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Community resources and spaces should not exclude certain members: How libraries help homeless people

Photo courtesy of Unsplash/Matthew Feeney.

Like most other college students trying to find a quiet place to study and work, I am no stranger to libraries. On campus or at home, I can be found living inside a library. Besides the fact that I work in the University library as a Writing Center tutor, libraries have always felt like a safe, magical place. When I was young, going to my local library was one of the greatest things to happen to me. My mother and I would bring our tote bags with us, and take out as many books as was permitted. Now, as a college student, libraries are still a place of happiness, but they have also proven to be crucial to my academics. While libraries’ online websites make resources more accessible, nothing beats sitting in a quiet building while surrounded by stacks. Aside from the perfume allure of the thousands of books that are housed, libraries provide useful resources such as free internet access computers, databases, study rooms, and much more. Libraries also provide tutoring services, free ebook and audiobook databases, learning programs, and other educational support for members of their community.

With so many different resources and activities provided by public libraries, it is no wonder that they feel like such inviting, welcoming places. Nobody would bat an eye at the thought of teenagers quietly hanging out in the corner, children exploring the shelves to look for books, or adults using the computers to play games or browse social media. Unfortunately, the same cannot be said for homeless people trying to access libraries. 

A Reddit post published by a now-deleted account summarizes one of many arguments made by people trying to bar homeless people from entering libraries. The post states, “I disagree, mostly because I feel that the function of libraries is not to be a shelter or a hangout for anyone, but rather a place people go to for information, reading, and unfortunately for looking at Facebook for hours every day.” Looking at and framing libraries as a place strictly for study undermines the attempts that libraries across the nation have made to foster unity within their communities. Library programs and events are meant to encourage community engagement and allow people to feel at home. Libraries exist to serve the public and adapt to what a community may need. This quoted statement is reductive to the communal services that libraries provide, and it especially overlooks the diverse people who rely on libraries for resources that they might not regularly have access to.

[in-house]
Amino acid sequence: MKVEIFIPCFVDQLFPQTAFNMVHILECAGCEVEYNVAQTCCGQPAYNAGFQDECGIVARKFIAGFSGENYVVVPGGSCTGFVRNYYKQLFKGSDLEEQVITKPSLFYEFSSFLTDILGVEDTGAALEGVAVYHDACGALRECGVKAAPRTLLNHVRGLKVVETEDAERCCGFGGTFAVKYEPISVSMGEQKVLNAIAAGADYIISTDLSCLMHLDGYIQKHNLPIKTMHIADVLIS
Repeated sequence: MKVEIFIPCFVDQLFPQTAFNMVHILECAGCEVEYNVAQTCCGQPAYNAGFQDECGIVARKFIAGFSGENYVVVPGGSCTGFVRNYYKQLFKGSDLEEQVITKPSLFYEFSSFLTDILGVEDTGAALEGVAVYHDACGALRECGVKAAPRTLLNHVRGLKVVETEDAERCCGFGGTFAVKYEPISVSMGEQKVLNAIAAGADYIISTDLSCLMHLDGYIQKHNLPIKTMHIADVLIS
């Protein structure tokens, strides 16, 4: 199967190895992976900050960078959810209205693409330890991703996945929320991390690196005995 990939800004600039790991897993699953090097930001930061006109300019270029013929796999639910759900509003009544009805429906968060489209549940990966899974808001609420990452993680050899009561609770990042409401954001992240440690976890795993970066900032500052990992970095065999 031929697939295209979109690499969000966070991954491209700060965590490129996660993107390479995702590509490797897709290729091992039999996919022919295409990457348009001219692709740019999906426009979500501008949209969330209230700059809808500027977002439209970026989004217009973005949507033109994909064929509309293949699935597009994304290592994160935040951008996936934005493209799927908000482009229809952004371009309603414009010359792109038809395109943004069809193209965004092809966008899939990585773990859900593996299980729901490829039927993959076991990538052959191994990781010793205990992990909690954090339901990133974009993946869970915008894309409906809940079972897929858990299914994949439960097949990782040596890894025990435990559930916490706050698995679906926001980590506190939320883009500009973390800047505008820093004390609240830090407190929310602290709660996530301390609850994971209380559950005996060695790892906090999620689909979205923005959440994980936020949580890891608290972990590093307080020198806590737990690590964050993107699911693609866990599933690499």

Impoverished and homeless people who do not have reliable access to temperature-appropriate environments, books, internet access, water and restrooms view libraries as a safe haven. An article published by BookRiot explains the value of libraries for the homeless population, explaining how most shelters leave homeless people who rely on them to figure out what to do during the day. The article said, “While 61% of unhoused people spend the night in sheltered accommodation, many shelters do not provide daytime accommodation.” This poses a problem during extreme weather conditions. Additionally, without the titles of a “homeless shelter,” libraries provide a sense of humanity and comfort to people plagued with misfortune and hardship. The BookRiot article said, “…library remains the only humanizing place left where they can experience some respite from their hardships.” An article published by The Cap Times states, “Ask why they hang out at the library, and they’ll talk about comfort. It’s warm. It’s dry. There are public restrooms. But the library offers much more. ‘They’ve got books and magazines and music. I love the library’, “enthuses one young woman.” Libraries act as a chance for normalcy. This is something that people who have never experienced homelessness will never understand, making it easy to take for granted the impact and importance that libraries have.

Something else to consider within this conversation is the dehumanization of  people impacted by homelessness. Homeless people are often unwelcome in public spaces because they are not seen as members of the community. The prevalence of homelessness and the way homeless people are treated often speak volumes about a specific community. This is why, when talking about how libraries serve the community, it is important to remember that a community is not cherry-picked.

Libraries are indeed places where people go to look up information and read, but they are also valuable places for a community to flourish and survive. Libraries not only foster community, but they also provide reliable resources for people who need them. Rather than trying to kick homeless people out, we should instead seek to improve the larger issue at hand. If people rely on and seek out places such as libraries to meet their needs, restricting access to them will not help. Instead, more public services and resources should be available to improve and provide for all members of a community, even those who are homeless.

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Kaylee Salazar
Kaylee Salazar, Executive Editor
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